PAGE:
Artist Olivia Stephens is responsible for the FIYAH #10 cover art. We asked her a bit about her process and the work she’s excited about.
1: What inspired you to originally want to be an artist?
It’s a common answer these days, but: anime and manga. I’ve always drawn a bit, but once I was introduced to shonen manga (Bleach was my first serious experience in fandom) in middle school, I really wanted to learn to draw well. That was the time I started to take drawing and the actual practicing of it seriously.
2: What advice would you have for people looking to become an artist as a career?
The most important thing you need to build a career is time and space to create, which means you need to secure some kind of funding or stability to keep you afloat when you start. This can take the form of a relative letting you stay with them at a low cost, saving money from a day job to keep you comfortable for a year of art-making, or applying for fellowships and other forms of patronage. I wouldn’t be anywhere close to where I am without being able to live with my parents, at a low rent, for that first year and a half out of school. And I definitely wouldn’t be able to continue working at my pace without securing a Tulsa Artist Fellowship for 2019. Economic privilege is often what makes or breaks a career in the arts, so finding a way to secure time and space to focus on your craft is key. It’s not pretty advice, but it’s real advice.
3: What are your own personal goals for your art? Where would you like it to be in five years?
In five years, I want to be in a stable place where I can be fully committed to my storytelling vision. I want to craft stories full of hope, tenderness and a dash of the supernatural, with characters that reflect myself, my family and my friends. As a queer Black woman, I want to portray all of my communities as the complex, multi-faceted and interesting beings that we are. If I can still be doing that in five years, I will be happy.
4: Who are some of your favorite artists currently?
5: What thought process did you take into your FIYAH cover? Did you have a specific artistic goal in mind?
As soon as I received the theme, I wanted to draw androids with braids. Braids are so beautifully organic and structural at the same time, so for me, they fit in perfectly with the idea of human and machine working as one entity. My only goals were to have fun and draw something that folks might not have expected from me, and I think I achieved that.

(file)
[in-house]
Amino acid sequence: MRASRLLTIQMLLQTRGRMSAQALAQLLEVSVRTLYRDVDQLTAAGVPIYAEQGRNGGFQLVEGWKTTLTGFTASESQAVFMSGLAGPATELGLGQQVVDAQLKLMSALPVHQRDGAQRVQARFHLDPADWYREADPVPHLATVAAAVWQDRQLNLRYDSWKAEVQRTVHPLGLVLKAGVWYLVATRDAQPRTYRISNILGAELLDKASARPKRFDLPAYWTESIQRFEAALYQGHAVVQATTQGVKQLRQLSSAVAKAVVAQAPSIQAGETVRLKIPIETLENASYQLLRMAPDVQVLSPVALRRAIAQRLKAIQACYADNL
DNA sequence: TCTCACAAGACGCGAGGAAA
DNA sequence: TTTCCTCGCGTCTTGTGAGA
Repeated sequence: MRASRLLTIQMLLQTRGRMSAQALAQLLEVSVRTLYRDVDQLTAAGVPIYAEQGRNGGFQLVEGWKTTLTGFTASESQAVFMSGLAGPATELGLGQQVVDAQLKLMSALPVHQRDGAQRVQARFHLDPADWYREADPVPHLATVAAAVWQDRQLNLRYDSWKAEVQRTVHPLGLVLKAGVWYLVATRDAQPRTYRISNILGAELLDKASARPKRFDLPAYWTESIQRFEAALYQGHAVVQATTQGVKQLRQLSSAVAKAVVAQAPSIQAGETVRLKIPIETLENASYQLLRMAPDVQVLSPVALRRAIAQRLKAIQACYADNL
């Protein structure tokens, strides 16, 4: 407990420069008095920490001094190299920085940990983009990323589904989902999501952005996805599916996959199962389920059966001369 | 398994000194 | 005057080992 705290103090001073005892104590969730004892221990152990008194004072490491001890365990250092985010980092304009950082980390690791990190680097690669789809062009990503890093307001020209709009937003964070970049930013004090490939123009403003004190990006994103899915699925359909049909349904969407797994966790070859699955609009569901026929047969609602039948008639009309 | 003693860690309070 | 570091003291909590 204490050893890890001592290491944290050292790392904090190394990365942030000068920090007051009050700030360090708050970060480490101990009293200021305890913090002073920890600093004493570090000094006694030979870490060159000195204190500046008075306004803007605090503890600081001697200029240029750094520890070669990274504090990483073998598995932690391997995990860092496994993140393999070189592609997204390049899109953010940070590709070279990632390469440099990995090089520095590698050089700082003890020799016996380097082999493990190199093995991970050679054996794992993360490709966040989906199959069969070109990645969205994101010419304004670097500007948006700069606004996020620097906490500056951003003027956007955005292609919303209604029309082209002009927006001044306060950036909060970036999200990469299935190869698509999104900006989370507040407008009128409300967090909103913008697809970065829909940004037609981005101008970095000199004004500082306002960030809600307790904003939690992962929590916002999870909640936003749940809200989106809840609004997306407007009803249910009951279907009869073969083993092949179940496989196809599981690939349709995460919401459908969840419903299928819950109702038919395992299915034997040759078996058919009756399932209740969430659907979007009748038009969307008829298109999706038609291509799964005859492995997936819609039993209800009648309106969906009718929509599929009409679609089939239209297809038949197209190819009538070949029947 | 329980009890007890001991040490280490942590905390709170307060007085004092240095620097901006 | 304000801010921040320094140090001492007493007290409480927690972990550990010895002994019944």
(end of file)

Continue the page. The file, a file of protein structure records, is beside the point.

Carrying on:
6: If you could instantly work on any established property, what would it be and why?
I would drop everything to work on a comic adaptation of N.K. Jemisin’s work. I’m putting that out into the universe. Like, call me.
7: What projects do you have coming down the pipeline? Anything you particularly excited about?
I’ve been working on my debut graphic novel, Artie, for Lerner Graphic Universe. Artie is about a 12-year-old Black girl who accidentally discovers that she comes from a family of werewolves. It’s a journey of self-discovery, found family, and supernatural hijinks. It’s my pride and joy, and I’m so so excited for people to read it! The book is scheduled for release in early 2021 or so.
8: Tell us where we can find you. Social media, website etc.?
You can find me on Twitter and Instagram!: @oliveoilcorp
L. D. Lewis is an award-winning SF/F writer and editor, and serves as a founding creator, Art Director, and Project Manager for the World Fantasy Award-winning and Hugo Award-nominated FIYAH Literary Magazine. She is the author of A Ruin of Shadows (Dancing Star Press, 2018), and her published short fiction includes appearances in FIYAH, Anathema: Spec from the Margins, PodCastle, and Fireside Magazine. She lives in Georgia with her coffee habit and an impressive Funko Pop! collection. Find her at ldlewiswrites.com and on Twitter at @ellethevillain.